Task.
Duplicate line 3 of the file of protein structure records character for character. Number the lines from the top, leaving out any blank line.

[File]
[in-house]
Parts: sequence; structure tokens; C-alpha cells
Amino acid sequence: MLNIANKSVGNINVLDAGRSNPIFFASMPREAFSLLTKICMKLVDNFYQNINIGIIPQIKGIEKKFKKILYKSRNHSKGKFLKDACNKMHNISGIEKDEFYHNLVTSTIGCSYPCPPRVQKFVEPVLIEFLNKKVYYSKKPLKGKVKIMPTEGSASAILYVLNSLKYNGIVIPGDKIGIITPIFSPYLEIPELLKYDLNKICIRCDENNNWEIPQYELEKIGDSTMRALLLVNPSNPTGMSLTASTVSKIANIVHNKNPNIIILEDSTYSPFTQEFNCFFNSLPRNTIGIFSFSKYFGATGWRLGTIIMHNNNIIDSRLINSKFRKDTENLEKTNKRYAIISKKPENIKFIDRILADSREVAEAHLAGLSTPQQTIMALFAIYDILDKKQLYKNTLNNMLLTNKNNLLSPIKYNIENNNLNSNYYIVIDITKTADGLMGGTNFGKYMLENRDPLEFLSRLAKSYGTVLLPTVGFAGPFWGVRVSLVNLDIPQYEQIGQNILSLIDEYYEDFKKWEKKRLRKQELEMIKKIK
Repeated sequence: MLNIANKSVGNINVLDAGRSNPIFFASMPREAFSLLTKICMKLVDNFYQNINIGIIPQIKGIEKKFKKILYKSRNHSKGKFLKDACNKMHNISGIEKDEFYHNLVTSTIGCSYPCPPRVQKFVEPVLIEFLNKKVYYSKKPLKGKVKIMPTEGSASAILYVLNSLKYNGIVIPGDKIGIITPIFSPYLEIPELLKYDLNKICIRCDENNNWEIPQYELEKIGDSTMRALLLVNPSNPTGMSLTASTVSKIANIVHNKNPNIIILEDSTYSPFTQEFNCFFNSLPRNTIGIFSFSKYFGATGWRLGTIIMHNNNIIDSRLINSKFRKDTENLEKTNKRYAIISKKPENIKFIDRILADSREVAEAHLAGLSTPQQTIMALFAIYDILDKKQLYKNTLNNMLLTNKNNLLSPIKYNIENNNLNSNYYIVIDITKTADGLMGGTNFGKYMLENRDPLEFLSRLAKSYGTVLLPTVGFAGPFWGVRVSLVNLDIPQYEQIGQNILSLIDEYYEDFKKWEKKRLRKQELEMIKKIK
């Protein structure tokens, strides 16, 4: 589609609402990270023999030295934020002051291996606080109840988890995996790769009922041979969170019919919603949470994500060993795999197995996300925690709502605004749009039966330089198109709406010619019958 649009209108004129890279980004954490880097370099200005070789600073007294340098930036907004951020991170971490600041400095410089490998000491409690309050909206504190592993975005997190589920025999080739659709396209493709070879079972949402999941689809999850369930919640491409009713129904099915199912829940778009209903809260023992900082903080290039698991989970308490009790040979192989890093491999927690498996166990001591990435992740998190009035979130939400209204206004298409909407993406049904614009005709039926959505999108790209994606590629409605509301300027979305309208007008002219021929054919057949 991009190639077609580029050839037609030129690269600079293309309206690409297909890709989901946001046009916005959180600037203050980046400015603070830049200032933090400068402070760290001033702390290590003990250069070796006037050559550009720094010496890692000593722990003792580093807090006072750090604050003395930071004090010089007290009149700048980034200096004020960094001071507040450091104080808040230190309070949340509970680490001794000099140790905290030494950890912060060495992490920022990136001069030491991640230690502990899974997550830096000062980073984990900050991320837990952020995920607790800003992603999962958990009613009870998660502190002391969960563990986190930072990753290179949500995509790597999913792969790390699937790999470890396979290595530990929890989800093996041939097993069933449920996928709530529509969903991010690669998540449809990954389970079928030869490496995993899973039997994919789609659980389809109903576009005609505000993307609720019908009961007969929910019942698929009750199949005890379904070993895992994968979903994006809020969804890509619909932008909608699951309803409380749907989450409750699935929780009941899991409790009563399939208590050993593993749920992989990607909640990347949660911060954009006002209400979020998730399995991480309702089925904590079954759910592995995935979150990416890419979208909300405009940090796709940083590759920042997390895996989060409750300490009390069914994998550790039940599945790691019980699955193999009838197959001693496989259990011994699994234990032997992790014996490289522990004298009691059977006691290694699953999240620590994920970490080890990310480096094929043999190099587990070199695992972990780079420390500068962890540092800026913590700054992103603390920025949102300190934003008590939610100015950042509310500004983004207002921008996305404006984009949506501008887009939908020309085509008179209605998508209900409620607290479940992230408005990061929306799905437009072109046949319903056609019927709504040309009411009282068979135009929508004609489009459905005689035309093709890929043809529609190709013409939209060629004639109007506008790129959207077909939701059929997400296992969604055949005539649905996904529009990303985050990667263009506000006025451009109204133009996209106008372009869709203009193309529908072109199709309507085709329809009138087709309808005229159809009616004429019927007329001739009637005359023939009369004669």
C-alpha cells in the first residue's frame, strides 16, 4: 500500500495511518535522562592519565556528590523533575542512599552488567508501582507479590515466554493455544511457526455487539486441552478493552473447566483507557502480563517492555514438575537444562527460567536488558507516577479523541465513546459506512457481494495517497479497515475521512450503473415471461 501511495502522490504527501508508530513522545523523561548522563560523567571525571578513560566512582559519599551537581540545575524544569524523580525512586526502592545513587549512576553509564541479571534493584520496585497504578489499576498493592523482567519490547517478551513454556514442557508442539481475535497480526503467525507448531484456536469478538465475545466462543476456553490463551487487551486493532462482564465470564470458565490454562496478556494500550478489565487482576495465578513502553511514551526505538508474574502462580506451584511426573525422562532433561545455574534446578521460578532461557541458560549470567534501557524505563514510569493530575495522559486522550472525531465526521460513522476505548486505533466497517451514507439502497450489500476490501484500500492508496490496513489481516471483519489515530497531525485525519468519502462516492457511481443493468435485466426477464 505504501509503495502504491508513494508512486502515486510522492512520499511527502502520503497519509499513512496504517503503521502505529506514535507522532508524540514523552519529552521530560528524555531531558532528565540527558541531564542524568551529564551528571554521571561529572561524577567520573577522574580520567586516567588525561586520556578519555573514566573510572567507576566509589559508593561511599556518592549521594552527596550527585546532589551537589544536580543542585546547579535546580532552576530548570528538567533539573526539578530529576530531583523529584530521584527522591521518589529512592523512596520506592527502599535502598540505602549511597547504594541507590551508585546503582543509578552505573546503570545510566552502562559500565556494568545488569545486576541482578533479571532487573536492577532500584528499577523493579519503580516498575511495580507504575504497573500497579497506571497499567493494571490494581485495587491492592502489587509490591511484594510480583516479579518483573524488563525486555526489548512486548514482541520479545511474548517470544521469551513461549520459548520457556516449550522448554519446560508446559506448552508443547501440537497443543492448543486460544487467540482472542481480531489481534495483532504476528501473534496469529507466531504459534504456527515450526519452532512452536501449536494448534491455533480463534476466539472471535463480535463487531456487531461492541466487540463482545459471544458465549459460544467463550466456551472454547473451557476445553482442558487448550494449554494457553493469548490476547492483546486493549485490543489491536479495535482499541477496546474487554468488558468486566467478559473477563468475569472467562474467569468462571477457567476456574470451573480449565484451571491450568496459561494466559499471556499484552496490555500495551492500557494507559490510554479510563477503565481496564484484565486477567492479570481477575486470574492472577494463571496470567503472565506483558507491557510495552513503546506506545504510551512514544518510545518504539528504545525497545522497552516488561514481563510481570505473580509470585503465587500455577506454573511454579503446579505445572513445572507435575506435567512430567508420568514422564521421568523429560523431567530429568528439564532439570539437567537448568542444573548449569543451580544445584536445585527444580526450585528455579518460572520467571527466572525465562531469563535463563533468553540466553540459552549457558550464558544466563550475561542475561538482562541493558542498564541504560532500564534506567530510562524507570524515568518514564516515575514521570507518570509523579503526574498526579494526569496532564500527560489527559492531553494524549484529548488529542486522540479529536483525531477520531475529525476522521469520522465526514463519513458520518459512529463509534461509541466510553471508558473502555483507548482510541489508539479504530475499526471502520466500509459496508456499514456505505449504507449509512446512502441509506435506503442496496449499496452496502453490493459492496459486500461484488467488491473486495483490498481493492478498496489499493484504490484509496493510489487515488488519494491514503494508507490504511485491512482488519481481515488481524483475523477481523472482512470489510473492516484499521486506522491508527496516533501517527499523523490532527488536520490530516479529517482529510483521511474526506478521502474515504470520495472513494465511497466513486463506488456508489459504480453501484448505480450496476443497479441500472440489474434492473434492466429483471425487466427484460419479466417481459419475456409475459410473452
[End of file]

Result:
Amino acid sequence: MLNIANKSVGNINVLDAGRSNPIFFASMPREAFSLLTKICMKLVDNFYQNINIGIIPQIKGIEKKFKKILYKSRNHSKGKFLKDACNKMHNISGIEKDEFYHNLVTSTIGCSYPCPPRVQKFVEPVLIEFLNKKVYYSKKPLKGKVKIMPTEGSASAILYVLNSLKYNGIVIPGDKIGIITPIFSPYLEIPELLKYDLNKICIRCDENNNWEIPQYELEKIGDSTMRALLLVNPSNPTGMSLTASTVSKIANIVHNKNPNIIILEDSTYSPFTQEFNCFFNSLPRNTIGIFSFSKYFGATGWRLGTIIMHNNNIIDSRLINSKFRKDTENLEKTNKRYAIISKKPENIKFIDRILADSREVAEAHLAGLSTPQQTIMALFAIYDILDKKQLYKNTLNNMLLTNKNNLLSPIKYNIENNNLNSNYYIVIDITKTADGLMGGTNFGKYMLENRDPLEFLSRLAKSYGTVLLPTVGFAGPFWGVRVSLVNLDIPQYEQIGQNILSLIDEYYEDFKKWEKKRLRKQELEMIKKIK